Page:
At the conclusion of the feast, Beowulf pledges to Queen Wealhtheow that he will either defeat Grendel that night or die in his efforts to do so. The feast ends, and the Danes retire to safety. Knowing that Grendel comes to Heorot to find victims, Beowulf and his warriors stay at Heorot. They are awaiting the arrival of the monster.
The poem then shifts perspective to detail Grendel’s arrival. His dark home in the swamp is a clear contrast to the light and festive atmosphere of the mead hall. Moreover, the very atmosphere seems to grow darker as Grendel approaches. This increases the tension in the poem, making it clear that Grendel poses a very real danger to humans, even a human as accomplished as Beowulf. It also provides the opportunity to contrast Grendel with the humans. He is clearly humanoid in his appearance, with the basic shape of a man, though his arms are either replaced by giant claws or end in giant claws, depending on the translation. However, while he resembles a man, he is clearly not human. First, he is far larger than a human. Second, he has claws. Moreover, his resemblance to the men he will encounter does not lessen his monstrosity, but actually heightens it; their similarities help highlight the differences in a way that would not have occurred had he been completely inhuman. Moreover, the poem makes it clear that Grendel is coming to Heorot to find a human to eat that night, and shows him approaching this with happy anticipation. The passage in which Grendel comes out of the swamp and approaches the hall is full of menace, and it contrasts the light and the dark.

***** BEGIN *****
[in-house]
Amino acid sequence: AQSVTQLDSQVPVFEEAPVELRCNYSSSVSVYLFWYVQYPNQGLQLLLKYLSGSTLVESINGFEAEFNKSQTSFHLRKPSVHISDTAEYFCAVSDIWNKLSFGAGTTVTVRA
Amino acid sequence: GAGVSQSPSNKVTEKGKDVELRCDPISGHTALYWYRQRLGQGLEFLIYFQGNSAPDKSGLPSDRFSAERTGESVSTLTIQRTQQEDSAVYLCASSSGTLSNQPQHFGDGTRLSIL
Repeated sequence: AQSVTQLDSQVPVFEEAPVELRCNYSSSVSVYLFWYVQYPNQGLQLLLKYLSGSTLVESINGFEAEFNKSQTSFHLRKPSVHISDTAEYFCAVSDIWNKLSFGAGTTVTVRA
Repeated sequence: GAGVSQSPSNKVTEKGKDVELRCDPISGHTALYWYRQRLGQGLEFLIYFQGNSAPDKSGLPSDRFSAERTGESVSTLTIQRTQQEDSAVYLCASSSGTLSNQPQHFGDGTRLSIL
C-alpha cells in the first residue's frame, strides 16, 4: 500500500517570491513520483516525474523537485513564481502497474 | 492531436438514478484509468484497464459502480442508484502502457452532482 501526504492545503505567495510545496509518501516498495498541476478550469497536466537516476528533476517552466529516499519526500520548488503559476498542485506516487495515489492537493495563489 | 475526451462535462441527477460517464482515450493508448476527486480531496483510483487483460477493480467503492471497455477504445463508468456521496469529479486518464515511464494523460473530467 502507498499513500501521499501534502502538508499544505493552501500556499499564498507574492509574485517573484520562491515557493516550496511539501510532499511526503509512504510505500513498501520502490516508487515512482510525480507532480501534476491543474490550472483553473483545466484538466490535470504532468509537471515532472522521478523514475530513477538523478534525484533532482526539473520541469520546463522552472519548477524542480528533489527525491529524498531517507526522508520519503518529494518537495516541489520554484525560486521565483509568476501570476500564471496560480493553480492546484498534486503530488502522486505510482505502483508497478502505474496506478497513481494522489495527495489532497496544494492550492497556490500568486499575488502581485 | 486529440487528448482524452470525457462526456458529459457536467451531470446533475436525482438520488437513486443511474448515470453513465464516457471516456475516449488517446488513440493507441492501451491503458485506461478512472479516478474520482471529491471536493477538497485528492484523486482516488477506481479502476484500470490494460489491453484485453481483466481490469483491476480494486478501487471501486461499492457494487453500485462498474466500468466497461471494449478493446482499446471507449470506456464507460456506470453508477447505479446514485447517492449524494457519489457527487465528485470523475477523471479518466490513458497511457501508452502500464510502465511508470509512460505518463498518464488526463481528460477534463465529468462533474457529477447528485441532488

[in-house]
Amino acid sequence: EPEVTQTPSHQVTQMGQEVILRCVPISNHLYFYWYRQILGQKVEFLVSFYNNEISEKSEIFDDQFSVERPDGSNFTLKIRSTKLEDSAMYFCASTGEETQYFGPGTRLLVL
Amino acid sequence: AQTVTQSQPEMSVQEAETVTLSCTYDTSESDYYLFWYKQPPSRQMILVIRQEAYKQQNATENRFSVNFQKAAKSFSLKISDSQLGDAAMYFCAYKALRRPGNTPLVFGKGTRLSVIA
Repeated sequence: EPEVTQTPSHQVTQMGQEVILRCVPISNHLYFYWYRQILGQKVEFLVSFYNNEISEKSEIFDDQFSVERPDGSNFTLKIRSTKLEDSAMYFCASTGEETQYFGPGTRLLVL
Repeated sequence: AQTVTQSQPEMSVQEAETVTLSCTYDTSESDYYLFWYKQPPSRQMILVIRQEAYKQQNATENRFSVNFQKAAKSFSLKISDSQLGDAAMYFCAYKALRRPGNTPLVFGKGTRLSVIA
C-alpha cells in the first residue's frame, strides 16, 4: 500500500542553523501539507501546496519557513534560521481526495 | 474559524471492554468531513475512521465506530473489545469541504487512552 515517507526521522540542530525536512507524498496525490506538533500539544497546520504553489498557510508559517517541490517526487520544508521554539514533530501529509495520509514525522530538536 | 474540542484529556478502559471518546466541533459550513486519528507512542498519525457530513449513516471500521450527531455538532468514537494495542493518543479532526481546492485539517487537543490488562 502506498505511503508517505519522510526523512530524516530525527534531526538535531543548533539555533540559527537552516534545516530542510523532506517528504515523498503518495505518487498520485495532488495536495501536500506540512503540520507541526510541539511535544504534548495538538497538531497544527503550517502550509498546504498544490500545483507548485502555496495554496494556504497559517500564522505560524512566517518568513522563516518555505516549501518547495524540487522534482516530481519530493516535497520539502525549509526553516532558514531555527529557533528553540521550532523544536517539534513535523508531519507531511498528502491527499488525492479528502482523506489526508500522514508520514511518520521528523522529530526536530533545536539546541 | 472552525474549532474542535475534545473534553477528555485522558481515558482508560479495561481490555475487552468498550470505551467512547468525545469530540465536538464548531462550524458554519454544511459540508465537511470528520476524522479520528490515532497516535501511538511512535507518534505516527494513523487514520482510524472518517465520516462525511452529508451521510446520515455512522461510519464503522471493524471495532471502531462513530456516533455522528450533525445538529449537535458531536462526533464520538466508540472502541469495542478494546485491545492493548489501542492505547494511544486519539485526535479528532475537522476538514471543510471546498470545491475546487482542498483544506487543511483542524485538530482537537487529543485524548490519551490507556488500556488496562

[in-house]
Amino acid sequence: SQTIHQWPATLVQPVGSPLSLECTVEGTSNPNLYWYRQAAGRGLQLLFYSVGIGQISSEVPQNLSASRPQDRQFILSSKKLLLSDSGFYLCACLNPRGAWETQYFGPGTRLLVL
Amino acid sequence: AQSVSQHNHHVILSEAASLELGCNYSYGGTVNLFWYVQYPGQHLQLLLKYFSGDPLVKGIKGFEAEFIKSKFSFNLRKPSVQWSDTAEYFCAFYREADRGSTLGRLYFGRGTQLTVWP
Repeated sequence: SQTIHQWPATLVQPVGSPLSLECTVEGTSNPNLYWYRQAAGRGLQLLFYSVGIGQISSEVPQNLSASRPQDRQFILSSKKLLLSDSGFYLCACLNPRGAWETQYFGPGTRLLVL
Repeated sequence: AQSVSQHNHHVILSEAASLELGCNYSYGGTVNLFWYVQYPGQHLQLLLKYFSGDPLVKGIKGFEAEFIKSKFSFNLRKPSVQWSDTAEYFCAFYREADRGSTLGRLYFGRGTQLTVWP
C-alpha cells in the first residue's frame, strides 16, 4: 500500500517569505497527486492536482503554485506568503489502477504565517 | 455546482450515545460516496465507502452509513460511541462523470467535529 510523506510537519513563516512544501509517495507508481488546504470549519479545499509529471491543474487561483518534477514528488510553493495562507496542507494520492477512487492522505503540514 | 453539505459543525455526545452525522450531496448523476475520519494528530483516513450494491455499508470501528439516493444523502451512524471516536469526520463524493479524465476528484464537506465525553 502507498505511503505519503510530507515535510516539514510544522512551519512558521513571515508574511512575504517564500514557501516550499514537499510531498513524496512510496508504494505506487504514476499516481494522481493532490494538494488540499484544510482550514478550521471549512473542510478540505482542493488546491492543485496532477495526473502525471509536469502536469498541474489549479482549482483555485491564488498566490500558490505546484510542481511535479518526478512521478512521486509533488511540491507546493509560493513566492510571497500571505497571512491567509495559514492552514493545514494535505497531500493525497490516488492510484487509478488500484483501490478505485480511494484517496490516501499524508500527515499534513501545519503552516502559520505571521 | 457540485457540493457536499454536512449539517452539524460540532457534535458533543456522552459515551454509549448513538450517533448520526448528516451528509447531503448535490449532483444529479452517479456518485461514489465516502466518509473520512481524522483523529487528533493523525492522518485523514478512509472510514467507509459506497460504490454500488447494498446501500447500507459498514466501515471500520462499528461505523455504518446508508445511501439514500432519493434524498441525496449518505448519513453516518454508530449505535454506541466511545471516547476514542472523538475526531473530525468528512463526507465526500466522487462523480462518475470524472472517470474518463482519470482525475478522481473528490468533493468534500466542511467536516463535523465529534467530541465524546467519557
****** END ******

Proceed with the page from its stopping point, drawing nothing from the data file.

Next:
Grendel bursts through the door of Heorot and finds the Geats sleeping in the hallway. Grendel laughs at the men, and selects one of them to eat, gutting the sleeping man and then eating him. At this point, the poem gets interesting. Beowulf is not asleep. Instead, he has stayed awake, waiting for Grendel to approach Heorot. However, he does not intervene when the monster attacks and eats one of his warriors. He has decided to observe how the monster will attack, so that...Sign up to continue reading Section Three: The Battle between Grendel and Beowulf >